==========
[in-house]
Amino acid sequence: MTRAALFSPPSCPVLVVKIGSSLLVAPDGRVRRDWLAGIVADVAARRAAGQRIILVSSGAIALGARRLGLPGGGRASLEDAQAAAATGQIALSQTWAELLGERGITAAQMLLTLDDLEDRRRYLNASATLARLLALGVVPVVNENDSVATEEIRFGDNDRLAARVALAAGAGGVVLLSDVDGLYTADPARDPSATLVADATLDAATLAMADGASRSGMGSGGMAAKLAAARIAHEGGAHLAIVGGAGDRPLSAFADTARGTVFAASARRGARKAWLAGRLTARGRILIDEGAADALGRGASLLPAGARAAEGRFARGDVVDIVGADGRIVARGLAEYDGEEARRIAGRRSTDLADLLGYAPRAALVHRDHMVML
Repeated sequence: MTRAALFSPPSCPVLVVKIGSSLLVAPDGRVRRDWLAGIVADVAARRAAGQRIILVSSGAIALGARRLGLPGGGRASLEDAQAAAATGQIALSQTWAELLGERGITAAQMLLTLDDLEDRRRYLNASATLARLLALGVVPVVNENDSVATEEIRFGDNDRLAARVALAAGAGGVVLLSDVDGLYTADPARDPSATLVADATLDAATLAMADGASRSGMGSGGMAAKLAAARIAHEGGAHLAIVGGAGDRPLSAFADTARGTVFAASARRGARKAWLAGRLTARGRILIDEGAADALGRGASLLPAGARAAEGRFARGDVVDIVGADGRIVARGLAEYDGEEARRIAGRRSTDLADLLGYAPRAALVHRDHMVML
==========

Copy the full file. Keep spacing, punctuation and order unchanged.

[in-house]
Amino acid sequence: MTRAALFSPPSCPVLVVKIGSSLLVAPDGRVRRDWLAGIVADVAARRAAGQRIILVSSGAIALGARRLGLPGGGRASLEDAQAAAATGQIALSQTWAELLGERGITAAQMLLTLDDLEDRRRYLNASATLARLLALGVVPVVNENDSVATEEIRFGDNDRLAARVALAAGAGGVVLLSDVDGLYTADPARDPSATLVADATLDAATLAMADGASRSGMGSGGMAAKLAAARIAHEGGAHLAIVGGAGDRPLSAFADTARGTVFAASARRGARKAWLAGRLTARGRILIDEGAADALGRGASLLPAGARAAEGRFARGDVVDIVGADGRIVARGLAEYDGEEARRIAGRRSTDLADLLGYAPRAALVHRDHMVML
Repeated sequence: MTRAALFSPPSCPVLVVKIGSSLLVAPDGRVRRDWLAGIVADVAARRAAGQRIILVSSGAIALGARRLGLPGGGRASLEDAQAAAATGQIALSQTWAELLGERGITAAQMLLTLDDLEDRRRYLNASATLARLLALGVVPVVNENDSVATEEIRFGDNDRLAARVALAAGAGGVVLLSDVDGLYTADPARDPSATLVADATLDAATLAMADGASRSGMGSGGMAAKLAAARIAHEGGAHLAIVGGAGDRPLSAFADTARGTVFAASARRGARKAWLAGRLTARGRILIDEGAADALGRGASLLPAGARAAEGRFARGDVVDIVGADGRIVARGLAEYDGEEARRIAGRRSTDLADLLGYAPRAALVHRDHMVML